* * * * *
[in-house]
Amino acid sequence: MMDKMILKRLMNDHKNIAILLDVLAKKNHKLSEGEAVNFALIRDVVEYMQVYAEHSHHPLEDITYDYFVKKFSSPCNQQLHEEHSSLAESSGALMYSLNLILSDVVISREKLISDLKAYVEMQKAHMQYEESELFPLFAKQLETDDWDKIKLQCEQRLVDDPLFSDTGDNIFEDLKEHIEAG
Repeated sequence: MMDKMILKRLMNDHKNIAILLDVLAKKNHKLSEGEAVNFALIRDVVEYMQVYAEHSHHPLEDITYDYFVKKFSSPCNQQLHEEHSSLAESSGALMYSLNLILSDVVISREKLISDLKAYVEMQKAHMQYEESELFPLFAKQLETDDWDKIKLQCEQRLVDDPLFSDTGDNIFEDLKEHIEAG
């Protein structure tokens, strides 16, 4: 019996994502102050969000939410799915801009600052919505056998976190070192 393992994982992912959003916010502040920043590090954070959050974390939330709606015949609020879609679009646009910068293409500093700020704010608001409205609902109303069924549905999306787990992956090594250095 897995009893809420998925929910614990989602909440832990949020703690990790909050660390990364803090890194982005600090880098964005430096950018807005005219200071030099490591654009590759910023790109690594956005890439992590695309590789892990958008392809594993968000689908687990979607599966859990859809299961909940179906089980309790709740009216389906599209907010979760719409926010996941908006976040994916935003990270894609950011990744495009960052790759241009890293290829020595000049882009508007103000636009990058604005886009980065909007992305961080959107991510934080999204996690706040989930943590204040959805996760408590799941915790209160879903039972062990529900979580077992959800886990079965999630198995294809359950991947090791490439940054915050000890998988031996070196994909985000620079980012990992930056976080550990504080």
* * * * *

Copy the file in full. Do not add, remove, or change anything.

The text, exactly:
[in-house]
Amino acid sequence: MMDKMILKRLMNDHKNIAILLDVLAKKNHKLSEGEAVNFALIRDVVEYMQVYAEHSHHPLEDITYDYFVKKFSSPCNQQLHEEHSSLAESSGALMYSLNLILSDVVISREKLISDLKAYVEMQKAHMQYEESELFPLFAKQLETDDWDKIKLQCEQRLVDDPLFSDTGDNIFEDLKEHIEAG
Repeated sequence: MMDKMILKRLMNDHKNIAILLDVLAKKNHKLSEGEAVNFALIRDVVEYMQVYAEHSHHPLEDITYDYFVKKFSSPCNQQLHEEHSSLAESSGALMYSLNLILSDVVISREKLISDLKAYVEMQKAHMQYEESELFPLFAKQLETDDWDKIKLQCEQRLVDDPLFSDTGDNIFEDLKEHIEAG
């Protein structure tokens, strides 16, 4: 019996994502102050969000939410799915801009600052919505056998976190070192 393992994982992912959003916010502040920043590090954070959050974390939330709606015949609020879609679009646009910068293409500093700020704010608001409205609902109303069924549905999306787990992956090594250095 897995009893809420998925929910614990989602909440832990949020703690990790909050660390990364803090890194982005600090880098964005430096950018807005005219200071030099490591654009590759910023790109690594956005890439992590695309590789892990958008392809594993968000689908687990979607599966859990859809299961909940179906089980309790709740009216389906599209907010979760719409926010996941908006976040994916935003990270894609950011990744495009960052790759241009890293290829020595000049882009508007103000636009990058604005886009980065909007992305961080959107991510934080999204996690706040989930943590204040959805996760408590799941915790209160879903039972062990529900979580077992959800886990079965999630198995294809359950991947090791490439940054915050000890998988031996070196994909985000620079980012990992930056976080550990504080």